•  Loans to small businesses: The loan deferral is granted unrelated to the amount of the loan balance, for a period of up to 6 months, in accordance with the bank’s judgment.
  • Fees: No fees will be charged in respect of the loan repayment deferrals.
  •  Interest rate: The deferred payments will bear an interest rate that does not exceed the interest rate in the loan contract. It is important to emphasize that deferring the repayment of the loan is like taking out a new loan, at the amount of the deferred balance.
  • Manner of spreading out the loan payments: For mortgages, the payments will be spread over the entire remaining period of the loan, and in consumer credit and business credit, in general, the payments will be deferred until the end of the loan period.
  • ​ Period for submitting a deferral request: A request to defer loan repayments may be submitted to a bank in accordance with this framework until July 31, 2020.

 

It should be clarified that the framework that was formulated presents the minimum terms for deferring loan repayments, and each bank may expand it for its customers’ benefit and at their request.

 

It is emphasized that deferring the loan repayments involves interest over the period of the deferral. Thus, prior to deciding on a loan repayment deferral, it is important that the customer examines the ramifications of the deferral, including the economic cost of the deferral (from the aspects of the interest charged, the amount of the monthly charge after the deferral, etc.) in order to make an informed decision.

 

Table: The framework for deferring loan repayments

 

 

Customer group

Deferral period

Maximum interest rate

How payments are spread out

Mortgages

All borrowers*

6 months

The contracted interest rate

Distributed over the loan period

Consumer credit up to NIS 100,000**

A borrower without arrears, as of February 28, 2020

3 months. In addition, an option for extension of 6 months, in line with the bank’s judgment

The contracted interest rate

Payments added at the end of the loan period***

Business credit

A business with annual turnover of up to NIS 25 million, which was negatively impacted by the crisis.

The business’s loans have been repaid regularly up to Feb. 28. 2020 during the year preceding this date, and it is expected that it will get through the crisis and be able to meet the loan repayment after the crisis.

Up to 6 months, in line with the bank’s judgment

The contracted interest rate

Payments added at the end of the loan period***

The deferral will not incur a fee.

 

Clarifications:

In Israel, the framework that was adopted refers to 3 groups of customers/3 types of credit—consumer, mortgages, and small businesses, while around the world some of the arrangements that were formulated only referred to 1 group. In addition, around the world different conditions were set for each type of deferral (as presented in the Appendix below).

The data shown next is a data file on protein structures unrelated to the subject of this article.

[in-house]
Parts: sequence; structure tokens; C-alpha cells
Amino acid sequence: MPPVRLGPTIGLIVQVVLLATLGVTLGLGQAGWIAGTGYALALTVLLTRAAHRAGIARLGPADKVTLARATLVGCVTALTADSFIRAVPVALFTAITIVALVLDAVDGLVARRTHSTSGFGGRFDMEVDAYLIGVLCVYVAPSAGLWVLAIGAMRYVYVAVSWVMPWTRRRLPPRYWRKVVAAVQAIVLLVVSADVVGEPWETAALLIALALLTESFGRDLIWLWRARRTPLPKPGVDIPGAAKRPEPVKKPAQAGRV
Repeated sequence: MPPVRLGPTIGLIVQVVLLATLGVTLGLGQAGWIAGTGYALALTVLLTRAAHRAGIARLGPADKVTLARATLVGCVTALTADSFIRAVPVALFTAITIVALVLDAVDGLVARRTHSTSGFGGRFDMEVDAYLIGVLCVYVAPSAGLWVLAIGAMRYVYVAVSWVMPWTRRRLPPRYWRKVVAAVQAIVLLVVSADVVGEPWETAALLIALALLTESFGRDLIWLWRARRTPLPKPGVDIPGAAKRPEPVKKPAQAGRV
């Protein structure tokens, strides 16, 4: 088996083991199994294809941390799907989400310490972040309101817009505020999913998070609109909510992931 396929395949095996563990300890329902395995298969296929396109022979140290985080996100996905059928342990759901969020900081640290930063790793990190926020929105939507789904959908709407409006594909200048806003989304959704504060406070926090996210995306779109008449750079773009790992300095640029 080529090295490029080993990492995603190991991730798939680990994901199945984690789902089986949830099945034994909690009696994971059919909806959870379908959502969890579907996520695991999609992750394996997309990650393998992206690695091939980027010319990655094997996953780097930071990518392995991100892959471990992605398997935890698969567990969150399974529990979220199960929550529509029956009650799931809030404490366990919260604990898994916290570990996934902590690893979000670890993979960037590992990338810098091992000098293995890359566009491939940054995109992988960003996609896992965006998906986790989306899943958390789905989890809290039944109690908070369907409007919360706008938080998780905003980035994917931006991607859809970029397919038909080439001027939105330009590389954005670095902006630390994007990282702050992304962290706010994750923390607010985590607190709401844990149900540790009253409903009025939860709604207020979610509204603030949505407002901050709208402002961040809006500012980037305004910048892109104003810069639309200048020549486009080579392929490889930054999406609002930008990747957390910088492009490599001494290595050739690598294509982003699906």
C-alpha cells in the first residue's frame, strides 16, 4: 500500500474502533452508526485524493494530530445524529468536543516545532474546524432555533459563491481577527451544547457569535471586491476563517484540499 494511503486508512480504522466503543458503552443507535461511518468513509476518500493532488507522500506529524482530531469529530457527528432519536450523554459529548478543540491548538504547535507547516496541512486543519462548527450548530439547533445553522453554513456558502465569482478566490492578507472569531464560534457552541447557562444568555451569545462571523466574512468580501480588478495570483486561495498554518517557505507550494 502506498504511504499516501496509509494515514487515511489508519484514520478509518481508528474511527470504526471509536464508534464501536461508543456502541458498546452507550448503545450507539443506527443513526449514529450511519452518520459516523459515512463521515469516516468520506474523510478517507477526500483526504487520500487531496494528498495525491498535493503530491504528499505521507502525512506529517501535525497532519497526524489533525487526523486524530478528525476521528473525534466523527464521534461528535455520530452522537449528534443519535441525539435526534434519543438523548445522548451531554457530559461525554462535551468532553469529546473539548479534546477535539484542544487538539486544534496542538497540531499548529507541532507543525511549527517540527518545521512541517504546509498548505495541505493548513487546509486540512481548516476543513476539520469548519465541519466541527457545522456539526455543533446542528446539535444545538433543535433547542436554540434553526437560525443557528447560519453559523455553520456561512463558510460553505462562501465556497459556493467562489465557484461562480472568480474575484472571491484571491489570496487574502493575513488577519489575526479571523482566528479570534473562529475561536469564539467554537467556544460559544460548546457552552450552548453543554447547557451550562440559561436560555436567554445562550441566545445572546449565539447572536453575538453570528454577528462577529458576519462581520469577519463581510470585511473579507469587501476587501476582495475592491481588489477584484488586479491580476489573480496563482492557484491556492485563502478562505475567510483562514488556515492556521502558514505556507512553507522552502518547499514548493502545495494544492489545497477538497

*A customer who was in arrears before February 28, 2020, will be able to defer up to period that does not exceed 180 days from the day the arrears began.

*Not including a borrower who is in a legal proceeding.

**Not including loans in commercial collaboration with a third party.

***The manner of spreading out the loan is subject to technical limitations derived from the bank’s computer system. Should it be necessary, alternative solutions for the distribution mechanism will be suggested.

 

Data on deferrals made to date in the banking system in Israel

Several days after the scope of the pandemic and its effects became clear, and in the interest of assisting households and businesses in dealing with the drastic change imposed on them, which incorporates dramatic economic ramifications, the Bank of Israel, similar to central banks worldwide, adopted accounting rules that enables the banks to spread out or to defer loans without those loans being classified as problematic debt. As such, since the outbreak of the crisis the banking system has deferred loan repayments at unprecedented scopes in all the activity segments, as detailed below:

 

In March–April 2020, the banking system approved 448,676 requests that were submitted for loan deferrals, at a total amount of NIS 5.2 billion. The credit balance for which the deferral was requested is NIS 135 billion, which makes up 12.8 percent of the total credit portfolio of the banking system.

 

To carry out the numerous deferrals in such a short period of time, the banks prepared, even at the height of the coronavirus crisis and with the labor force limitations that derived from it, to provide a rapid response to the hundreds of thousands of customers who contacted them to request a deferral. Thus, for example, in the mortgages segment, the banks deferred payments on loans representing 21.6 percent of the total mortgage portfolio.

Credit repayment deferrals beginning from March 1, 2020 (NIS billion)

 

Consumer

Housing

Small business

Business

Commercial

Total

Number of customers for whom there was a deferral

205,910

130,213

107,402

5,151

448,676

Balance of payments actually deferred

0.8

1.8

1.7

1.0

5.2

Balance of credit in respect of which the payments were deferred

10.3

87.0

19.0

18.9

135.2

Share of total credit portfolio

7.1%

21.6%

18.2%

4.7%

12.8%

 

Steps taken in various countries worldwide:

In many countries, various plans for deferring credit repayments have been carried out as part of the broad plans to support the economy as a result of the coronavirus crisis. These steps are complementary steps to the providing of government guarantees to credit suppliers for the benefit of providing new credit, primarily to small and medium enterprises, and additional monetary steps, the goal of which is to support economic activity and to provide credit. The various types of plans in different countries are differentiated by the type of mechanism and the criteria and threshold conditions that grant eligibility to participation in the program.